To the south of the town is a beautiful coastal reserve with heavily timbered sand dunes and beautiful clean beaches. The real appeal of St Helens is that to the south of it is this endless beautiful white beach with this wonderful aquamarine waters and lovely walks along the beach.

St Helens Point
Some years ago the University of Tasmania published a small brochure titled 'St Helens Point Walks'. It outlined two walks - one of which was 2 1/2 hours long and the other 1 1/2 hours long. The walks started 9 km south of St Helens (drive past Dianas Basin, cross Crockers Arm Creek, turn left and park) and ran the length of Maurouard Beach.

"Walking Instructions (approx. 2-2/12 hrs)

1. Start to walk northwards along the sands from the seaward end of Dianas Basin. In some places minor deviations are needed along the coastal scrub to avoid outcrops of rock.

2. Onion Creek provides year-round fresh water.

3. Follow the coast northwards until several large notices are reached which mark the southward limit of dune-buggying. They are opposite St Helens Island are about 2 km beyond the last rocky outcrop on the beach. Here turn inland on one of many tracks away from the sea.

4. Pass by the seasonally drying lagoons behind the fore-dune and climb the second steep slope. The top of the telecom mast visible over the trees provides a useful guide to the general direction.

5. From the second rise cross in a directly westerly line to the northern edge of the airport.

"Scenic Alternative Walk (approx 1-1/2 hrs)

The St Helens Point Road, which turns left off the Tasman Highway some 3 km south of St Helens town, passes through Steiglitz to Burns Bay landing and provides access to car parks near the Training Wall and to the general area of the Point itself.

From here, several well-marked circuitous routes are indicated giving tremendous views of the fishing areas seawards, St Helens harbour entrance and bar, St Helens Island and the huge sweep of Maurouard Beach and Peron dunes towards Dianas Basin and Scamander."

Visitor Information Centre
20 Cecilia St
St Helens TAS 7216
Telephone: (03) 6376 1329

Anchor Wheel Motel
61 Tully St
St Helens TAS 7216
Telephone: (03) 6376 1358
Rating: ***

Bayside Inn Motel/Hotel
2 Cecilia St
St Helens TAS 7216
Telephone: (03) 6376 1466
Rating: ***

St Helens Hotel Motel
49 Cecilia St
St Helens TAS 7216
Telephone: (03) 6376 1133
Rating: **

Annie's Place Bed & Breakfast
32 The Esplanade
St Helens TAS 7216
Telephone: (03) 6376 1329

Artnor Lodge Bed & Breakfast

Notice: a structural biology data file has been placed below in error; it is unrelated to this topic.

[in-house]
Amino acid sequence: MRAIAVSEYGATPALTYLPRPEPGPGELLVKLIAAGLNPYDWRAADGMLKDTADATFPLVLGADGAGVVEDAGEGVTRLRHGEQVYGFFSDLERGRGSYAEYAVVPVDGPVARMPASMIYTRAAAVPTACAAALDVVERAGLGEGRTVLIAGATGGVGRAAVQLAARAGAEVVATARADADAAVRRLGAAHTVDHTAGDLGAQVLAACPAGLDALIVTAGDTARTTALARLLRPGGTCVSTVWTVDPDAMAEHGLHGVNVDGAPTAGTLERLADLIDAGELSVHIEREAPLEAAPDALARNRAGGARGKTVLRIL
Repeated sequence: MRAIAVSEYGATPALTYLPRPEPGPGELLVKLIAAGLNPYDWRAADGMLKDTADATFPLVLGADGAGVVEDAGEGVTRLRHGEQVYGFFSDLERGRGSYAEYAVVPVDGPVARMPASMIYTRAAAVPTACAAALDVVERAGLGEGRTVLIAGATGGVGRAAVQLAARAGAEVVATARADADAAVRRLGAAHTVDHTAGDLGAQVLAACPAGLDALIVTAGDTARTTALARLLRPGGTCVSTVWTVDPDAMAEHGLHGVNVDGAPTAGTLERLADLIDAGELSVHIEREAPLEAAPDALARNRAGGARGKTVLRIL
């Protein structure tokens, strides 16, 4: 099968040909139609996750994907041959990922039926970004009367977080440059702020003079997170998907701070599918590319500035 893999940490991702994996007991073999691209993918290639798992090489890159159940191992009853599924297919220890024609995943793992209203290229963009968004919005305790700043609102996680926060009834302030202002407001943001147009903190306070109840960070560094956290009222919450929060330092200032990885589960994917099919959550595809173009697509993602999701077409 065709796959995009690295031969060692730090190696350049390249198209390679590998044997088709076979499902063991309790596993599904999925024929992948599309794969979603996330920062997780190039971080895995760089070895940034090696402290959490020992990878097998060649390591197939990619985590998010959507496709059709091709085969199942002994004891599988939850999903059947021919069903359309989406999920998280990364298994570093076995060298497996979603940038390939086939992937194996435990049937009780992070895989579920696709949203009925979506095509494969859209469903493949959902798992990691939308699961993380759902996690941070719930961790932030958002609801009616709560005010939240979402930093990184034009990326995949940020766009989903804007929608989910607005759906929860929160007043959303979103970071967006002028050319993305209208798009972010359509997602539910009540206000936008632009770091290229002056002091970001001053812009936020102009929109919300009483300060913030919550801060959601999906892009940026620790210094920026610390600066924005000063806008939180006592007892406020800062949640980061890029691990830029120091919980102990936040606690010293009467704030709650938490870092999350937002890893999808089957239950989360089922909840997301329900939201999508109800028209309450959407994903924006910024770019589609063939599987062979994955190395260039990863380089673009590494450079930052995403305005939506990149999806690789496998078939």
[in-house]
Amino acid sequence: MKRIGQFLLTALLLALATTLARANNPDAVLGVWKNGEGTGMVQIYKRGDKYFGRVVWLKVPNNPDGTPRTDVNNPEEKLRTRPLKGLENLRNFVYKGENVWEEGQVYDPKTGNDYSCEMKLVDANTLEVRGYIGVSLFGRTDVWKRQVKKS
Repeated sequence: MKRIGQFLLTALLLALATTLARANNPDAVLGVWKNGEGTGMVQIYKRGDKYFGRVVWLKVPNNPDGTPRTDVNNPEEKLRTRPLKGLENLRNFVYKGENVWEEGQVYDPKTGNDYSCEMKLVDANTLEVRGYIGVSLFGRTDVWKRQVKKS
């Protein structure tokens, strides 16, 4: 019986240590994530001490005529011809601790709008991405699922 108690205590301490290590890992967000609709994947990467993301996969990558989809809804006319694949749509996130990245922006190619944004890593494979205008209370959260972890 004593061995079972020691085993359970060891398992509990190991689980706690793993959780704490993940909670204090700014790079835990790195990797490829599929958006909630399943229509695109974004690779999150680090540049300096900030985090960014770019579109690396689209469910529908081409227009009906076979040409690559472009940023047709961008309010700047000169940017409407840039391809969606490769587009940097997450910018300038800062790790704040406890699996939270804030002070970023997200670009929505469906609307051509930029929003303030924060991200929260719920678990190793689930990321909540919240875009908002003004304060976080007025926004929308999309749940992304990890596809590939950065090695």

71 Cecilia St
St Helens TAS 7216
Telephone: (03) 6376 1234

Benson's Bed & Breakfast
Tasman Hwy Beaumaris
St Helens TAS 7216
Telephone: (03) 6372 5587
Rating: ****

Cecilia House Bed & Breakfast
78 Cecilia St
St Helens TAS 7216
Telephone: (03) 6376 1723
Rating: ****

Warrawee Bed & Breakfast
Tasman Hwy
St Helens TAS 7216
Telephone: (03) 6376 1987
Rating: ****

Wybaleena Bed & Breakfast
56 Tasman Hwy
St Helens TAS 7216
Telephone: (03) 6376 1611
Facsimile: (03) 6376 1611
Rating: ****

Cockle Cove Beachfront Serviced Apts
234 St Helens Point Rd
St Helens TAS 7216
Telephone: (03) 6376 3036
Rating: ***

Corraleau Holiday Apts
14 Tasman Hwy
St Helens TAS 7216
Telephone: (03) 6376 1363
Rating: **

Halcyon Grove Apts
16-18 Halcyon St
St Helens TAS 7216
Telephone: (03) 6376 1424
Rating: ****

Kellaraine Holiday Apts
72 Tully St
St Helens TAS 7216
Telephone: (03) 6376 1169
Rating: ***

Queechy Cottages
2 Tasman Hwy
St Helens TAS 7216
Telephone: (03) 6376 1321
Rating: ***

Warrawee Cottage
Tasman Hwy
St Helens TAS 7216
Telephone: (03) 6376 1987
Rating: ***

Hillcrest Caravan Park
St Helens Point Rd
St Helens TAS 7216
Telephone: (03) 6376 3298
Rating: ***

St Helens Caravan Park
Penelope St
St Helens TAS 7216
Telephone: (03) 6376 1290
Rating: ****

Anchor Wheel Motel
61 Tully St
St Helens TAS 7216
Telephone: (03) 6376 1358

Bayside Inn
2 Cecilia St
St Helens TAS 7216
Telephone: (03) 6376 1466

Queechy Cottages
2 Tasman Hwy
St Helens TAS 7216
Telephone: (03) 6376 1321

St Helens Hotel/Motel
49 Cecilia St
St Helens TAS 7216
Telephone: (03) 6376 1133

St Helens RSL Bistro
35 Quail St
St Helens TAS 7216
Telephone: (03) 6376 1633

Tidal Water Restaurant
Tasman Hwy
St Helens TAS 7216
Telephone: (03) 6376 1100

Trimbolis Pizzas
1b Circassion St
St Helens TAS 7216
Telephone: (03) 6376 1429